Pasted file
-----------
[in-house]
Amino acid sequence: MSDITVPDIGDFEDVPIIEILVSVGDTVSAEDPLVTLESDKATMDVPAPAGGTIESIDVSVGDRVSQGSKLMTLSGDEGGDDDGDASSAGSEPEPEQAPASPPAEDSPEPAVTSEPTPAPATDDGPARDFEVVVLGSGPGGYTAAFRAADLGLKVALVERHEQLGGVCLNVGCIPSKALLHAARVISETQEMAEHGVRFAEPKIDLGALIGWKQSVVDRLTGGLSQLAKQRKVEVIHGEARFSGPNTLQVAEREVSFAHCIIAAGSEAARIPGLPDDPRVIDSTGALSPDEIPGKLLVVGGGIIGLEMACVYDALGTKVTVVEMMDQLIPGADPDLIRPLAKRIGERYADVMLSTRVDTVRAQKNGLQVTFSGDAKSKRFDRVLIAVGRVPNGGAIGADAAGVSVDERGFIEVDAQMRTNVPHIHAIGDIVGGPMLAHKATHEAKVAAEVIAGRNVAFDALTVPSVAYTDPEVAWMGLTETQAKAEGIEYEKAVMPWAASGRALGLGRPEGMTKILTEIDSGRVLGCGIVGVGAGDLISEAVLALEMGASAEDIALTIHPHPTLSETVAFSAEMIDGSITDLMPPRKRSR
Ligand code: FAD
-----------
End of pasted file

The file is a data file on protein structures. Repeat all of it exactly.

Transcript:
[in-house]
Amino acid sequence: MSDITVPDIGDFEDVPIIEILVSVGDTVSAEDPLVTLESDKATMDVPAPAGGTIESIDVSVGDRVSQGSKLMTLSGDEGGDDDGDASSAGSEPEPEQAPASPPAEDSPEPAVTSEPTPAPATDDGPARDFEVVVLGSGPGGYTAAFRAADLGLKVALVERHEQLGGVCLNVGCIPSKALLHAARVISETQEMAEHGVRFAEPKIDLGALIGWKQSVVDRLTGGLSQLAKQRKVEVIHGEARFSGPNTLQVAEREVSFAHCIIAAGSEAARIPGLPDDPRVIDSTGALSPDEIPGKLLVVGGGIIGLEMACVYDALGTKVTVVEMMDQLIPGADPDLIRPLAKRIGERYADVMLSTRVDTVRAQKNGLQVTFSGDAKSKRFDRVLIAVGRVPNGGAIGADAAGVSVDERGFIEVDAQMRTNVPHIHAIGDIVGGPMLAHKATHEAKVAAEVIAGRNVAFDALTVPSVAYTDPEVAWMGLTETQAKAEGIEYEKAVMPWAASGRALGLGRPEGMTKILTEIDSGRVLGCGIVGVGAGDLISEAVLALEMGASAEDIALTIHPHPTLSETVAFSAEMIDGSITDLMPPRKRSR
Ligand code: FAD